Sure, there’s no place like home—but what if you can’t really pinpoint where home is? By the time she was nine, Tracy Seeley had lived in seven towns and thirteen different houses. Her father’s dreams of movie stardom, stoked by a series of affairs, kept the family on edge, and on the move, until he up and left. Thirty years later, settled in what seems like a charmed life in San Francisco, a diagnosis of cancer and the betrayal of a lover shake Seeley to her roots—roots she is suddenly determined to search out. My Ruby Slippers tells the story of that search, the tale of a woman with an impassioned if vague sense of mission: to find the meaning of home.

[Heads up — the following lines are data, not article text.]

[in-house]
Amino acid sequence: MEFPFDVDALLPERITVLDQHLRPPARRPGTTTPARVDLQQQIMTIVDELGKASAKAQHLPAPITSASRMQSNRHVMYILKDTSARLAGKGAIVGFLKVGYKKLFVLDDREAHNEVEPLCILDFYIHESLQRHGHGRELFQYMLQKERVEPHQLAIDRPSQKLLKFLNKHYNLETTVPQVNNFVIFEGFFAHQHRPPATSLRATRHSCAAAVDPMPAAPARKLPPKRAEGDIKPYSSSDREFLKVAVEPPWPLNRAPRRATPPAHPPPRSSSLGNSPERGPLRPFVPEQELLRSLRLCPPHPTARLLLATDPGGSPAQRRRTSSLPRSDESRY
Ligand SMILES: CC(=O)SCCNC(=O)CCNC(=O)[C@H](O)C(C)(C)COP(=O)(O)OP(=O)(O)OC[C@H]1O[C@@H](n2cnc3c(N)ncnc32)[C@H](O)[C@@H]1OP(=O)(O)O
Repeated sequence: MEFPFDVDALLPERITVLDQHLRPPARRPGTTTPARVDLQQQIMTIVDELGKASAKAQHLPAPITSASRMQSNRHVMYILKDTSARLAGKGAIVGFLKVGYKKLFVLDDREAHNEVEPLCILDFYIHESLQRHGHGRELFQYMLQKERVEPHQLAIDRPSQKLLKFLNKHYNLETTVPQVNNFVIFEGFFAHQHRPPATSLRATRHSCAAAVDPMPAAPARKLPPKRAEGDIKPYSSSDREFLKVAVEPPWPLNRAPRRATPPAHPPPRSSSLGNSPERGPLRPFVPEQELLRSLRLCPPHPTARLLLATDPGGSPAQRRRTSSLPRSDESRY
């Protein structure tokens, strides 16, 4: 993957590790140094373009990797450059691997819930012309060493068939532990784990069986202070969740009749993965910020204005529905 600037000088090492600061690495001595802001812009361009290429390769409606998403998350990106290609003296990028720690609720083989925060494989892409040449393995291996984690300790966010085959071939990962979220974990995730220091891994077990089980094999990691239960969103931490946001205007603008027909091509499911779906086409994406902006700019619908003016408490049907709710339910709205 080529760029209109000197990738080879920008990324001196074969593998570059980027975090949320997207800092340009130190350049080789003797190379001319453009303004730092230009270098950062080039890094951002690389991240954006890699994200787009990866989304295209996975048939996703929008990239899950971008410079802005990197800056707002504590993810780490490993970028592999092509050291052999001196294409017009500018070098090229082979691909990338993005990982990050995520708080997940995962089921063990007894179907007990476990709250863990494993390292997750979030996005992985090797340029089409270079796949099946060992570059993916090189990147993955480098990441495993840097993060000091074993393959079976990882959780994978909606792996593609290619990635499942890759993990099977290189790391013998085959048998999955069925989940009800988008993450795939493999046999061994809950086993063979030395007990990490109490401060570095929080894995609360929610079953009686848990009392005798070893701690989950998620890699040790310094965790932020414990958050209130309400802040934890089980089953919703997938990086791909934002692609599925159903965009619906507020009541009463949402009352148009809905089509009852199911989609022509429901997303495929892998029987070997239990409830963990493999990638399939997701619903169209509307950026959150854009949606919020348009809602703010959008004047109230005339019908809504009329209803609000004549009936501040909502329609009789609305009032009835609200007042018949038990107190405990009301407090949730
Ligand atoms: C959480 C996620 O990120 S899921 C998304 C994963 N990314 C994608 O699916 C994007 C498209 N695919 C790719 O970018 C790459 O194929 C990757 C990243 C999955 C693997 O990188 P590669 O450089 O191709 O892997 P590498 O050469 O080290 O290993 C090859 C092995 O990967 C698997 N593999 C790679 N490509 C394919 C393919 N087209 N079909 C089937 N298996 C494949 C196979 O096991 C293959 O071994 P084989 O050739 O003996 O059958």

Seeley finds herself in a Kansas that defies memory, a place far more complex and elusive than the sum of its cultural myths. On back roads and in her many back years, Seeley also finds unexpected forgiveness for her errant father, and, in the face of mortality, a sense of what it means to be rooted in place, to dwell deeply in the only life we have.
I wish that every author would write a memoir because it allows you to look deep into the life of someone else. That's exactly how I felt while reading My Ruby Slippers: The Road Back to Kansas (American Lives). Tracy paints a picture worth a thousand words and it's obvious that she poured her entire soul into writing this book. Heartfelt, entertaining and intriguing, My Ruby Slippers should be read by book lovers everywhere.
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